LEXINGTON, Ky. — On February 12th and 13th, farmers in the Midsouth will have an opportunity to gain practical insights about how to make conservation practices work on their farms from fellow farmers who are already achieving success at the Farmer-to-Farmer Conservation Field Day.
The event will take place in and around Memphis, TN, including farm visits to Long Lake Plantation in Helena, Arkansas and Big River Farms in Clarksdale, Mississippi on Wednesday, February 12th, followed by a half-day facilitated group discussion at the Guest House at Graceland in Memphis on Thursday, February 13th.
The event is geared toward farmers and farm advisors who want to learn more about implementing and reaping benefits from conservation practices, such as cover crops and minimal tillage. It will be a unique opportunity for farmers to share knowledge with each other and connect with farmers in other counties and states who also want to protect soil and water while maintaining farm profitability.
“Farmer-to-farmer learning translates research and technical guidance into the realities of farm life. Farmers can hear first-hand accounts of what works and what doesn’t from someone else whose livelihood also depends on the success of this year’s crop,” said Amanda Gumbert, the event’s lead organizer and a water quality specialist with University of Kentucky Cooperative Extension Service.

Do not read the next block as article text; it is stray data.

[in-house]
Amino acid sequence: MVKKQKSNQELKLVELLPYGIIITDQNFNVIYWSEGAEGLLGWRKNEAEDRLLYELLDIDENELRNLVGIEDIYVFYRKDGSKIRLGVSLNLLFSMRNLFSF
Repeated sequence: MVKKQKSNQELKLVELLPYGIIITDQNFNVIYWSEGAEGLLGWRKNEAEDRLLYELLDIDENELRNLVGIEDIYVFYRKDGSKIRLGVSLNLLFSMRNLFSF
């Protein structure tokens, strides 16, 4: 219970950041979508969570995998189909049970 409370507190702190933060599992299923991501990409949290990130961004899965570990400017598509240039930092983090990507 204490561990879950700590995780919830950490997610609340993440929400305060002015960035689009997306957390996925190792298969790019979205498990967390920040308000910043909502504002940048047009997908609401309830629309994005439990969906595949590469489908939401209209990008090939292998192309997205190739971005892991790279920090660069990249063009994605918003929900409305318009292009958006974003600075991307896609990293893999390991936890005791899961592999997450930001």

Registration is free but required. The first 25 farmers to register for the event can have their travel expenses reimbursed, up to $500. The link to register is http://bit.ly/fielddayFeb2020.
Certified Crop Advisors can receive the following continuing education units (CEUs) for attending both days: 1.5 CEUs in Nutrient Management, 6 in Soil and Water Management, and 1.5 in Professional Development.
The event is organized by a team of university extension professionals from Mississippi State University, University of Kentucky, Arkansas Discovery Farms, University of Wisconsin-Madison, Wisconsin Discovery Farms, and University of Illinois.
“Our team wanted to engage farmers directly in work that can sometimes be too policy or organization driven and really focus on the important role farmers play in watershed management,” said Gumbert.
“This event provides an opportunity for farmers throughout the Mississippi River basin to learn how their peers utilize conservation practices and gain knowledge and leadership skills that can be applied on their own farms and their home watersheds,” Gumbert added.
Previous knowledge of or experience with soil and water conservation practices is not required to attend.
— University of Wisconsin-Madison Division of Extension
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